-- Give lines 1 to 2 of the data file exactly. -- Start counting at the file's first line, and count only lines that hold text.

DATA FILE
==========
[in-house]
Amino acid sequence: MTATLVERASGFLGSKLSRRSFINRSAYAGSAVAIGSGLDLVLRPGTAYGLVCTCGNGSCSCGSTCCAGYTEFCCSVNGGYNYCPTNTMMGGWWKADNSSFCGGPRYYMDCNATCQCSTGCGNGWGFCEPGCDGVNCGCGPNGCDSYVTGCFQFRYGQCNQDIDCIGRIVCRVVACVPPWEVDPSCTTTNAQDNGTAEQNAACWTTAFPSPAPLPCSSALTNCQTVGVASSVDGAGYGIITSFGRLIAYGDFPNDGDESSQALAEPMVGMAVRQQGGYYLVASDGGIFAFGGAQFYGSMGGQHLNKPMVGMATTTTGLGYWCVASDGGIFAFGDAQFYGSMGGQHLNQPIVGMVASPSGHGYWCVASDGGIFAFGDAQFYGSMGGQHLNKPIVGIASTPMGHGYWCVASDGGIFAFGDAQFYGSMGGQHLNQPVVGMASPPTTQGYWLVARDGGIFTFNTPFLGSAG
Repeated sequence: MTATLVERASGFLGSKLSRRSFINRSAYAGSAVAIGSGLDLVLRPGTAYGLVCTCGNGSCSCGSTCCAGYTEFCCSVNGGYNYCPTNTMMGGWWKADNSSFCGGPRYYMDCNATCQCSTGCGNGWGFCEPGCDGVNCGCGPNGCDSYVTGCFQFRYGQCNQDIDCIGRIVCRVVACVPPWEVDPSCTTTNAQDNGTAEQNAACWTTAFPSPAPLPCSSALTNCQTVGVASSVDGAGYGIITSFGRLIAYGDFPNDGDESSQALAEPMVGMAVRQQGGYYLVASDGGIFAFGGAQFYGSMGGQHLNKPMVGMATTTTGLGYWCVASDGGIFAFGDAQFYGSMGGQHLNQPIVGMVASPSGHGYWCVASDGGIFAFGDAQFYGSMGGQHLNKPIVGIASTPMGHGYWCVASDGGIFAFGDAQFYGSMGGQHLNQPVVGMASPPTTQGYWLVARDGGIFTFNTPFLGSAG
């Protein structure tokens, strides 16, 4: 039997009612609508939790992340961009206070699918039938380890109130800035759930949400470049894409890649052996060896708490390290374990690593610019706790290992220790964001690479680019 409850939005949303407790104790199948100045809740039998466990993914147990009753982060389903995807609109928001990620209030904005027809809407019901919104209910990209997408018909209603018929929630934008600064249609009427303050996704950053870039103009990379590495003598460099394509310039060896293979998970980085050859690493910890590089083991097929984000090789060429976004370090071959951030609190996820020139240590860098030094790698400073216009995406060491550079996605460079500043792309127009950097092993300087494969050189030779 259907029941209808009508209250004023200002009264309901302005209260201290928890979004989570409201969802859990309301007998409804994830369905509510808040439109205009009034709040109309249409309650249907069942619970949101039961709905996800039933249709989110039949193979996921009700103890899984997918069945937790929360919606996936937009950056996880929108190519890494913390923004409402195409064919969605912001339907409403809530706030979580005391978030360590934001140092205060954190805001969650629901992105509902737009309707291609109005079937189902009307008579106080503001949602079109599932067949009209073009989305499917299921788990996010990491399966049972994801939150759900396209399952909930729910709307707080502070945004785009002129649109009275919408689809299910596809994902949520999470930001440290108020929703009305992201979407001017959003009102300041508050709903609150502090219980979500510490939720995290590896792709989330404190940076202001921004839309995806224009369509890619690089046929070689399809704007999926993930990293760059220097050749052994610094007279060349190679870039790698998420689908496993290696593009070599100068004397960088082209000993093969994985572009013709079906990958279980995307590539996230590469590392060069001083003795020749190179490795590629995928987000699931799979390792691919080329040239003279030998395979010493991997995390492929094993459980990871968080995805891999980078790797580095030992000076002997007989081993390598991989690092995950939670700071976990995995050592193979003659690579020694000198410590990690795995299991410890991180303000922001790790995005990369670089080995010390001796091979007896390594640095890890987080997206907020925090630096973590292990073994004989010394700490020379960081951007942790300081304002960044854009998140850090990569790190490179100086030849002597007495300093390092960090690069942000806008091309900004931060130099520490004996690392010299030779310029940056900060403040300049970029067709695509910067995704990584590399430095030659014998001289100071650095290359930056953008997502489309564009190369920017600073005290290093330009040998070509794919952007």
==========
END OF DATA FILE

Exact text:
[in-house]
Amino acid sequence: MTATLVERASGFLGSKLSRRSFINRSAYAGSAVAIGSGLDLVLRPGTAYGLVCTCGNGSCSCGSTCCAGYTEFCCSVNGGYNYCPTNTMMGGWWKADNSSFCGGPRYYMDCNATCQCSTGCGNGWGFCEPGCDGVNCGCGPNGCDSYVTGCFQFRYGQCNQDIDCIGRIVCRVVACVPPWEVDPSCTTTNAQDNGTAEQNAACWTTAFPSPAPLPCSSALTNCQTVGVASSVDGAGYGIITSFGRLIAYGDFPNDGDESSQALAEPMVGMAVRQQGGYYLVASDGGIFAFGGAQFYGSMGGQHLNKPMVGMATTTTGLGYWCVASDGGIFAFGDAQFYGSMGGQHLNQPIVGMVASPSGHGYWCVASDGGIFAFGDAQFYGSMGGQHLNKPIVGIASTPMGHGYWCVASDGGIFAFGDAQFYGSMGGQHLNQPVVGMASPPTTQGYWLVARDGGIFTFNTPFLGSAG